Every company, regardless of industry, walks the same balancing act between innovation and overhead. The difference between staying afloat and becoming a market leader can be as simple as using your resources wisely. For many, your largest resource is your employee base.
So how do you empower employees and ensure you’re utilizing their talents to the highest capacity? While there is no “silver bullet” solution to that nebulous question, here’s how CoreLogic has approached encouraging employee ownership and creativity while providing a platform to share ideas and business cases.
Since 2013, CoreLogic Valuation Technology (CLVT) has hosted the “Forge,” a 72-hour hackathon, consisting of two days of competition and a third day for presenting a combination of proof of concept and business cases in a 5 minute video for a panel of judges and their fellow participants. Employees from all levels are encouraged to participate and provide concepts that range from solutions or improvements to in-house tools or existing products to entirely new products and services.
Rebekah Champagne, Sr. Professional, Product Marketing Manager, offered her perspective to this year’s event. “This was my second year to participate in the Forge, which is pretty exciting because when you think of a hackathon, you probably don’t picture a marketing person as a prime candidate,” said Rebekah. “I love the Forge because it’s not only an opportunity to share your ideas but also a way to showcase your different skill sets. I’m never going to be a coder. It’s not in my arsenal. But, at any given time, I have a running list of passion projects or ideas.
“This year, I got to take one off my list and “court” developers until we built a fantastic team. We pitched it to multiple business leaders across varied CoreLogic campuses. That’s not a normal opportunity out in the wild. Most companies don’t have a platform for people in any role to pitch the next big thing they’d like to see developed.”
For Benjamin Corrie, Professional, Software Engineer, this was his third Forge event with CoreLogic. “I couldn’t believe how many truly spectacular ideas I witnessed as part of the 2020 Forge presentations. Our engineers, business analysts, products managers, and salespeople presented proofs of concept that might prove highly fruitful to the company in coming years. By providing a feedback mechanism for all of us to contribute original ideas, we increase the likelihood that we stay effective and relevant in our respective roles within the market.”
One of our back-to-back winners of the Forge, Chad Williamson, is no stranger to hackathons. “As a software developer and a competitive person, hackathons are my sporting event. The CoreLogic Forge hackathon is a rare opportunity to assemble with coworkers and get creative juices flowing like a river. It takes a lot of qualities to take home a win. You need a compelling idea. You need to be able to prioritize the code you write quickly. You need great team communication. And you need a great presentation to showcase your creation.”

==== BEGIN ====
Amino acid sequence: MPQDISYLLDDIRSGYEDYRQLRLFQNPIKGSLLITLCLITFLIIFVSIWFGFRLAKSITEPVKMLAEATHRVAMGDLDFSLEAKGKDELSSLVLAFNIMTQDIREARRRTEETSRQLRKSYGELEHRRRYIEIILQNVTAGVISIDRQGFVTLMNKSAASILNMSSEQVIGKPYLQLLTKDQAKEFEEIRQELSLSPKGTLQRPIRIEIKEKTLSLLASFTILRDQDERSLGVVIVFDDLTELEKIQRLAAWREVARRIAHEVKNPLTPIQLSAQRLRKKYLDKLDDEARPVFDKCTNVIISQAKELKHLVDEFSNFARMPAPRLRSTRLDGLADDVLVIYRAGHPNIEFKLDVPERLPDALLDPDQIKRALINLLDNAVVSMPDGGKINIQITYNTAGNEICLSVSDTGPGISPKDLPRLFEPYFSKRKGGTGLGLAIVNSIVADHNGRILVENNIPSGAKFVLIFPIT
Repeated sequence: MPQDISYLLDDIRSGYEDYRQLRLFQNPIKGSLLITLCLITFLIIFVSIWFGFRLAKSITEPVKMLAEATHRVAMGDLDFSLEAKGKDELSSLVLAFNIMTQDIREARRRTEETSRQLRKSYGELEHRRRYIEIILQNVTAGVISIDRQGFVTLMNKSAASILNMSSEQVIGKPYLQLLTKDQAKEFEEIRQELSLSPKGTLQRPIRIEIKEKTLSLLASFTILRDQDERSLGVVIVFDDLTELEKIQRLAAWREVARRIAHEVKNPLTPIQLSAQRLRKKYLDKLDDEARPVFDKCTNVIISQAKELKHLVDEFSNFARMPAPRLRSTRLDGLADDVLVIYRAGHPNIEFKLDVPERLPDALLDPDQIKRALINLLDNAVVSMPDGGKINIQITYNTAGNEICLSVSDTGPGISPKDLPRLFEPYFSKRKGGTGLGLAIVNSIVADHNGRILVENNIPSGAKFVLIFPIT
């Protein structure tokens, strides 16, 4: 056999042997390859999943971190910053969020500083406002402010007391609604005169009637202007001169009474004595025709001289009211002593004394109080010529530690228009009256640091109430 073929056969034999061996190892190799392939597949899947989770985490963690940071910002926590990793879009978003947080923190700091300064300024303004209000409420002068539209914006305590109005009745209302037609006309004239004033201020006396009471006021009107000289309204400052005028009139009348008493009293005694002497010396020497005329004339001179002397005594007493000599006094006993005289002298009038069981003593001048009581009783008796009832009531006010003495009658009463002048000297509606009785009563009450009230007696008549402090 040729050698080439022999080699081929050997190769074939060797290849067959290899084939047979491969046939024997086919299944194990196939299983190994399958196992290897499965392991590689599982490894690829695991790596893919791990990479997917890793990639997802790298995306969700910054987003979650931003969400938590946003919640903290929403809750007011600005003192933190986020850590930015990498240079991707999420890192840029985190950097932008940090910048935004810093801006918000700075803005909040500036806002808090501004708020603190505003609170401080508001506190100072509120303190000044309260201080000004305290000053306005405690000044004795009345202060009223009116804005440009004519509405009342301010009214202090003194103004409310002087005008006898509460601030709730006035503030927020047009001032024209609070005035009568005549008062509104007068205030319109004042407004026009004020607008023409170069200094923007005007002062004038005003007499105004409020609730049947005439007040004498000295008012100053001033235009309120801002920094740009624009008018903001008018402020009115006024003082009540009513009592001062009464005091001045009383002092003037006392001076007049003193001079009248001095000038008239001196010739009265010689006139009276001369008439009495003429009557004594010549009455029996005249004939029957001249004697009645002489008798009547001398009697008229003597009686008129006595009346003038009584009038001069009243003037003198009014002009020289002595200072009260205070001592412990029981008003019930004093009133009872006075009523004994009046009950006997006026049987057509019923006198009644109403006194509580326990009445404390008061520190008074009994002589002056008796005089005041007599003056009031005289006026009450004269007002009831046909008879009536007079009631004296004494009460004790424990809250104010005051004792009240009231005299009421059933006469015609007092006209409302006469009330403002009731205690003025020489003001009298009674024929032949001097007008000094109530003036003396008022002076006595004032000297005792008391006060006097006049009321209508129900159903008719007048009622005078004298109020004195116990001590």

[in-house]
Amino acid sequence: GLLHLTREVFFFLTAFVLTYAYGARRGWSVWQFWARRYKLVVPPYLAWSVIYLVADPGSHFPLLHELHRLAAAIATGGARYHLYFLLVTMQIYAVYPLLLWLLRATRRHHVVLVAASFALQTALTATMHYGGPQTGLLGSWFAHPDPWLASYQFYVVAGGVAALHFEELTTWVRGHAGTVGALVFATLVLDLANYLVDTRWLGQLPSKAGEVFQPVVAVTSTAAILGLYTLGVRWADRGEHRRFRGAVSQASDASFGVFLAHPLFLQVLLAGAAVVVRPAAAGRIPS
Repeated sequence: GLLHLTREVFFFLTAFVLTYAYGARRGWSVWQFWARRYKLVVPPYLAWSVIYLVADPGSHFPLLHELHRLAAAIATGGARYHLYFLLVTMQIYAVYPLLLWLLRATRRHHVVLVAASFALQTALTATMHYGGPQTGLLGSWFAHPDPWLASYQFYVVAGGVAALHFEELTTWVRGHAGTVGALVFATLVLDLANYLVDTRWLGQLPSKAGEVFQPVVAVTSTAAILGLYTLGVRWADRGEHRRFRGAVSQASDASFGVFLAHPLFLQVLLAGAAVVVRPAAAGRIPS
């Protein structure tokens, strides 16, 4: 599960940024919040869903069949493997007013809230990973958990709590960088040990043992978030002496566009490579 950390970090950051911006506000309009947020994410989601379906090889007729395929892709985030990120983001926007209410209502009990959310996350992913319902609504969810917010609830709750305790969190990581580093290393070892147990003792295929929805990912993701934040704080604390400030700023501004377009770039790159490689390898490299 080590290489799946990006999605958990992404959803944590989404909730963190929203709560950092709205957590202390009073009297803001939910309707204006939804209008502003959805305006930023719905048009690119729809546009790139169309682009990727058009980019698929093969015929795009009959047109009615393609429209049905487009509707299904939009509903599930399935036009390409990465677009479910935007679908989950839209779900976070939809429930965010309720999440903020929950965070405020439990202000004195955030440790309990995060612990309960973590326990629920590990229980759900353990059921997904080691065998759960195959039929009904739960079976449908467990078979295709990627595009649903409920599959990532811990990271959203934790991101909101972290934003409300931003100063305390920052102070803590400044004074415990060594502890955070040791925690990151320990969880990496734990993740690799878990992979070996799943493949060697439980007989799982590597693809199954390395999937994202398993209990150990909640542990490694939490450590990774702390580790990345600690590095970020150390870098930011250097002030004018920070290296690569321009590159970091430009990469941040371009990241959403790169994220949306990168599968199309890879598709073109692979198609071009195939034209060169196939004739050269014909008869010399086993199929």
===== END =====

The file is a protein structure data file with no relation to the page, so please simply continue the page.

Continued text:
In the past, the Forge was held in person at multiple locations, but due to the well-known challenges 2020 wrought, this year’s event transitioned into a fully remote activity. Even with those hurdles, participation this year was at an all-time high. Knowing there will always be outside factors beyond control, how will you choose to innovate?
The answer might not look exactly the same for other businesses as it does for CoreLogic, but the same “tenets” that make the Forge such an impactful yearly event, can be utilized regardless of industry. And even if you aren’t a technology company with a host of developers ready to whip up solutions, there’s no one as intimately familiar with internal tools, pain points and roadblocks in their daily workflow as employees. People who deal with customers and hear their irritations or wish lists daily are equally invaluable. So the question becomes: how do you tap into these insights? How will you engage and empower your employees — and in turn, your business?
Business Systems Analyst and Scrum Master Andrew King summed it up nicely. “People have ideas. When organizations listen to their people, then they benefit. When organizations create time and space for their people to let loose their creativity and vision, everyone has a chance to win. By offering a distraction-free period where participants can close down their emails and focus, you give rise to visions that could potentially change your very business.”
Sr. Professional, Product Management
Professional, Software Engineer
Sr. Professional, Software Engineer
Professional, Business Systems Analyst